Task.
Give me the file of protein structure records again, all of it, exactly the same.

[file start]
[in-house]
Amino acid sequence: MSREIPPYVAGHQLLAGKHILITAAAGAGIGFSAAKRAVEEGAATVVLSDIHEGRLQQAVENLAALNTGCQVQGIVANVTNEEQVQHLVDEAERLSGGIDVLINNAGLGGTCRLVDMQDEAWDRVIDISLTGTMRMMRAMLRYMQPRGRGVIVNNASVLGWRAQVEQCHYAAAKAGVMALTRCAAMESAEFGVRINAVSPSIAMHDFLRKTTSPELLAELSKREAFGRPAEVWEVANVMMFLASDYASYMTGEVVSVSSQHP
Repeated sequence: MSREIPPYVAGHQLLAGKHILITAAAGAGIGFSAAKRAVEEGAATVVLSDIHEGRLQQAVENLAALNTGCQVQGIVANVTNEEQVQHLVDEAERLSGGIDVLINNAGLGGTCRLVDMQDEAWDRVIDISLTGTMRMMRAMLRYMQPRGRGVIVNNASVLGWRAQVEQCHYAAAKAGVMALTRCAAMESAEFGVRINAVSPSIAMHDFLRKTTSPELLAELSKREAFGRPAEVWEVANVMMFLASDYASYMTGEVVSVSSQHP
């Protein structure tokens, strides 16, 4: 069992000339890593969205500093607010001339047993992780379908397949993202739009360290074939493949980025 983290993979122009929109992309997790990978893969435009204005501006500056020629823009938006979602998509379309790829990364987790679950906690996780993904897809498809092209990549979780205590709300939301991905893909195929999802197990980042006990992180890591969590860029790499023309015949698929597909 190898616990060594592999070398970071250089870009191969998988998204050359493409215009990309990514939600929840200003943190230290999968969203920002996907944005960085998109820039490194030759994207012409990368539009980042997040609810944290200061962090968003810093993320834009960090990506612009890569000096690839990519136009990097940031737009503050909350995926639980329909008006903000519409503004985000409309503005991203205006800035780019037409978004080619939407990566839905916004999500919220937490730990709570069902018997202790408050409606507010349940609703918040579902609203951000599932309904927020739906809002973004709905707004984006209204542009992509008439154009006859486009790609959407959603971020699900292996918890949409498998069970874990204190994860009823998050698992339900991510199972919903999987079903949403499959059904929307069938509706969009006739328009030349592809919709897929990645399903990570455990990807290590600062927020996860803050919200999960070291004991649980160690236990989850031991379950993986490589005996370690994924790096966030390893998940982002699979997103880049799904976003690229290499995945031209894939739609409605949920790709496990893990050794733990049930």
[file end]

[in-house]
Amino acid sequence: MSREIPPYVAGHQLLAGKHILITAAAGAGIGFSAAKRAVEEGAATVVLSDIHEGRLQQAVENLAALNTGCQVQGIVANVTNEEQVQHLVDEAERLSGGIDVLINNAGLGGTCRLVDMQDEAWDRVIDISLTGTMRMMRAMLRYMQPRGRGVIVNNASVLGWRAQVEQCHYAAAKAGVMALTRCAAMESAEFGVRINAVSPSIAMHDFLRKTTSPELLAELSKREAFGRPAEVWEVANVMMFLASDYASYMTGEVVSVSSQHP
Repeated sequence: MSREIPPYVAGHQLLAGKHILITAAAGAGIGFSAAKRAVEEGAATVVLSDIHEGRLQQAVENLAALNTGCQVQGIVANVTNEEQVQHLVDEAERLSGGIDVLINNAGLGGTCRLVDMQDEAWDRVIDISLTGTMRMMRAMLRYMQPRGRGVIVNNASVLGWRAQVEQCHYAAAKAGVMALTRCAAMESAEFGVRINAVSPSIAMHDFLRKTTSPELLAELSKREAFGRPAEVWEVANVMMFLASDYASYMTGEVVSVSSQHP
């Protein structure tokens, strides 16, 4: 069992000339890593969205500093607010001339047993992780379908397949993202739009360290074939493949980025 983290993979122009929109992309997790990978893969435009204005501006500056020629823009938006979602998509379309790829990364987790679950906690996780993904897809498809092209990549979780205590709300939301991905893909195929999802197990980042006990992180890591969590860029790499023309015949698929597909 190898616990060594592999070398970071250089870009191969998988998204050359493409215009990309990514939600929840200003943190230290999968969203920002996907944005960085998109820039490194030759994207012409990368539009980042997040609810944290200061962090968003810093993320834009960090990506612009890569000096690839990519136009990097940031737009503050909350995926639980329909008006903000519409503004985000409309503005991203205006800035780019037409978004080619939407990566839905916004999500919220937490730990709570069902018997202790408050409606507010349940609703918040579902609203951000599932309904927020739906809002973004709905707004984006209204542009992509008439154009006859486009790609959407959603971020699900292996918890949409498998069970874990204190994860009823998050698992339900991510199972919903999987079903949403499959059904929307069938509706969009006739328009030349592809919709897929990645399903990570455990990807290590600062927020996860803050919200999960070291004991649980160690236990989850031991379950993986490589005996370690994924790096966030390893998940982002699979997103880049799904976003690229290499995945031209894939739609409605949920790709496990893990050794733990049930």